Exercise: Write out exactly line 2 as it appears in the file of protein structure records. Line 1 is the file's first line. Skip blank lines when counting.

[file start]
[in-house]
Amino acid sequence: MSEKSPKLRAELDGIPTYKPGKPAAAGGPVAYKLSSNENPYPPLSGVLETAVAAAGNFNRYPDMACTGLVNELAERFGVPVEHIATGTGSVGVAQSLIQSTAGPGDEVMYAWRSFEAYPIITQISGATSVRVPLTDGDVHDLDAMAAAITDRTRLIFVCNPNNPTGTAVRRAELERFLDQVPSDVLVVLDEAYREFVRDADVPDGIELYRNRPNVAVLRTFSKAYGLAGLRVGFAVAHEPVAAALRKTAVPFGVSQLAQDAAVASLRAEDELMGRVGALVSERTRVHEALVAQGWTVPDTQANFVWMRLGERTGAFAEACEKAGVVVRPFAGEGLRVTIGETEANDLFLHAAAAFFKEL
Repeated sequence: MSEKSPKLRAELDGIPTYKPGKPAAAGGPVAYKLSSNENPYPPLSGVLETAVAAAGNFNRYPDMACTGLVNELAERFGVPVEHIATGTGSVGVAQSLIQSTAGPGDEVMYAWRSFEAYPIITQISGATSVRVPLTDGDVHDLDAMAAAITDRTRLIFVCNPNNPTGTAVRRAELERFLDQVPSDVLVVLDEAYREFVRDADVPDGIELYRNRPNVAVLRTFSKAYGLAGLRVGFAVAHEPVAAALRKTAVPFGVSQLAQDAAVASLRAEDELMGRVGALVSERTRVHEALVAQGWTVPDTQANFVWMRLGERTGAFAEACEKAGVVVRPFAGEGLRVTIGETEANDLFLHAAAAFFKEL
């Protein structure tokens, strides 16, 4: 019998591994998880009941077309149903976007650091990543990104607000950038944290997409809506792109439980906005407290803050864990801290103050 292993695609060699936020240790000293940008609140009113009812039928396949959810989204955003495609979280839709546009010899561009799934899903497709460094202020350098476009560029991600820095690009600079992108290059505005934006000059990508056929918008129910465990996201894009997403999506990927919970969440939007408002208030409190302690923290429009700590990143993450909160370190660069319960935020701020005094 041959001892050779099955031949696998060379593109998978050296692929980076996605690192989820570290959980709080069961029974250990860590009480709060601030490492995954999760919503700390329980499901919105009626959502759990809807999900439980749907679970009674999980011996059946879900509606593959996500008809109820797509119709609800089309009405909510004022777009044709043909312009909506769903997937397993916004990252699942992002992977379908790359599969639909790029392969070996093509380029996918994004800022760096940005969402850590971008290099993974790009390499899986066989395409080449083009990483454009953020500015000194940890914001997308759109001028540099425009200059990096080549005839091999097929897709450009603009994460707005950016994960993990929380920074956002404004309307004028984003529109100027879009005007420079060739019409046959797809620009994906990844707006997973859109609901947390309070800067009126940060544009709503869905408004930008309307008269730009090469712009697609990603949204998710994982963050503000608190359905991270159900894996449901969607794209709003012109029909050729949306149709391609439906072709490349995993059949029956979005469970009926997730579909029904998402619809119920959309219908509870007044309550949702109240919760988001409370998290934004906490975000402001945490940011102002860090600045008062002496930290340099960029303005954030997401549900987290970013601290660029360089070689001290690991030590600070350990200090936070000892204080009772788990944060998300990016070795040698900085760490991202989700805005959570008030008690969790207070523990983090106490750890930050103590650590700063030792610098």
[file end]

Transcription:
Amino acid sequence: MSEKSPKLRAELDGIPTYKPGKPAAAGGPVAYKLSSNENPYPPLSGVLETAVAAAGNFNRYPDMACTGLVNELAERFGVPVEHIATGTGSVGVAQSLIQSTAGPGDEVMYAWRSFEAYPIITQISGATSVRVPLTDGDVHDLDAMAAAITDRTRLIFVCNPNNPTGTAVRRAELERFLDQVPSDVLVVLDEAYREFVRDADVPDGIELYRNRPNVAVLRTFSKAYGLAGLRVGFAVAHEPVAAALRKTAVPFGVSQLAQDAAVASLRAEDELMGRVGALVSERTRVHEALVAQGWTVPDTQANFVWMRLGERTGAFAEACEKAGVVVRPFAGEGLRVTIGETEANDLFLHAAAAFFKEL